HARLEY-DAVIDSON ULTRA LIMITED VS HONDA GOLDWING TOUR PREMIUM
If comfort and long distances are your game, one of these luxo-tourers might be for you, it’s just a matter of which one?
There’s no finer way to travel the open road on a long-haul than on a plush, gadget-filled mega tourer. Some will say ‘you may as well buy a car’ – but they’re clearly not real motorcyclists. Some will say ‘you can’t have fun on a behemoth like that’, to them I say – learn to ride. Both statements are wildly incorrect. Of course, you can have fun, and for those that think a car is a better option, then you should hand in your motorcycle licence and purchase yourself a nice comfy family saloon. Yes, bikes in this category are large, but don’t underestimate them, and don’t for a minute think you can’t have fun on one.
Honda’s Goldwing and Harley-Davidson’s Ultra Limited will get you from A to B via Z in maximum comfort but with two different approaches. The Wing is ultra-modern and bristling with technology, and the Ultra more traditional in both style and tech. But each has their pros and cons and, quite honestly, you won’t go wrong with either.
Before you hit the road, you’re going to want to load for your trip and both have that pretty well covered with enough storage room for a long-haul trip for two. The Ultra offers 133 litres of carrying capacity with its panniers and top box and the top box is also fitted with a carry rack for lashing lighter items to. You can fit two full-face helmets in the top box and there’s also a power supply and organiser pouch inside. Harley only provides a total storage volume, and though the top box looks smaller than the Goldwing’s, the Harley’s panniers are larger.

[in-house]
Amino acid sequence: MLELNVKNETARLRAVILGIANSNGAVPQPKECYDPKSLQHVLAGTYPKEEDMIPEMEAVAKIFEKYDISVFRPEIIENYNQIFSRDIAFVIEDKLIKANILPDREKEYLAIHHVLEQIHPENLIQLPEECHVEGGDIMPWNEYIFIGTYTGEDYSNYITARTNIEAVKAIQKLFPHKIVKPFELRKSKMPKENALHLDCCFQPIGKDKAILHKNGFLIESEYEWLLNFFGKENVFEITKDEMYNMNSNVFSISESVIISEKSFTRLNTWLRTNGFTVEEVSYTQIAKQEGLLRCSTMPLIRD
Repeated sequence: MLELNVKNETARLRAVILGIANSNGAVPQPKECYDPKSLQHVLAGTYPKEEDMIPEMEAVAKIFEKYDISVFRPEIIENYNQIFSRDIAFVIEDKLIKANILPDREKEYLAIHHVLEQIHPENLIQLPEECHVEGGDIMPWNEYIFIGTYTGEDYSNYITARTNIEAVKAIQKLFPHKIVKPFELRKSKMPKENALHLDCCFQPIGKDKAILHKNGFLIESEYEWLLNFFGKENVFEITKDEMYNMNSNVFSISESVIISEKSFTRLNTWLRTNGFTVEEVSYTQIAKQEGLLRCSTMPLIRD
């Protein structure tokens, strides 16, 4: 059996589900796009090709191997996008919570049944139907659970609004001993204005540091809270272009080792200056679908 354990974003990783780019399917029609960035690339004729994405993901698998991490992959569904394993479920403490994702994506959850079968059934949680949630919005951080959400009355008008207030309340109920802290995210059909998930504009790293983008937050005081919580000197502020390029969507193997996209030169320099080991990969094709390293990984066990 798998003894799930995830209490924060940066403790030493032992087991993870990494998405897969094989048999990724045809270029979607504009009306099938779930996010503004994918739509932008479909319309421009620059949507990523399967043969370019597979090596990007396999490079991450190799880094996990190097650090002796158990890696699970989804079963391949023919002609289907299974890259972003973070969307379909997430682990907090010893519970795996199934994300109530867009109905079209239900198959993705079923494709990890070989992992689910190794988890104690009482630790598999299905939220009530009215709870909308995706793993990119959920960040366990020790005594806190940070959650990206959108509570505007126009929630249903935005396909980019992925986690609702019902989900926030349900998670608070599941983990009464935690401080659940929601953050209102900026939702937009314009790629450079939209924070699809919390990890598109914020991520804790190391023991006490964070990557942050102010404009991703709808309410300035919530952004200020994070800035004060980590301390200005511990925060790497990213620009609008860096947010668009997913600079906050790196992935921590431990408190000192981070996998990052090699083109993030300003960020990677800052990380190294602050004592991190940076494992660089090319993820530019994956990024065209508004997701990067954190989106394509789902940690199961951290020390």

The Wing has a combined storage capacity of 121 litres. The top box has a capacity of 61 litres and will fit two full-face helmets with room to spare, whereas the Ultra is a tighter fit. There’s a power supply and plug for your mobile device that allows you to use Apple CarPlay and Android Auto. The panniers provide 60 litres of storage and open electronically with the touch of a small button on each bag and gas struts that make the opening action that bit more luxurious. If you need more storage on your two-wheeler, you need to talk to Kel about how to pack for a motorcycle trip.
Once you throw a leg over the Ultra’s 740mm seat, you’re met with analogue dials for fuel level, speed, revs and volts, above the TFT interface for the Harley Boom! Box GTS Infotainment system.
All operations are controlled by either buttons on the switchblocks or via the touchscreen display. The only exception is the seven-level heated grips, which are operated via a simple and elegant dial on the end of the left-hand bar.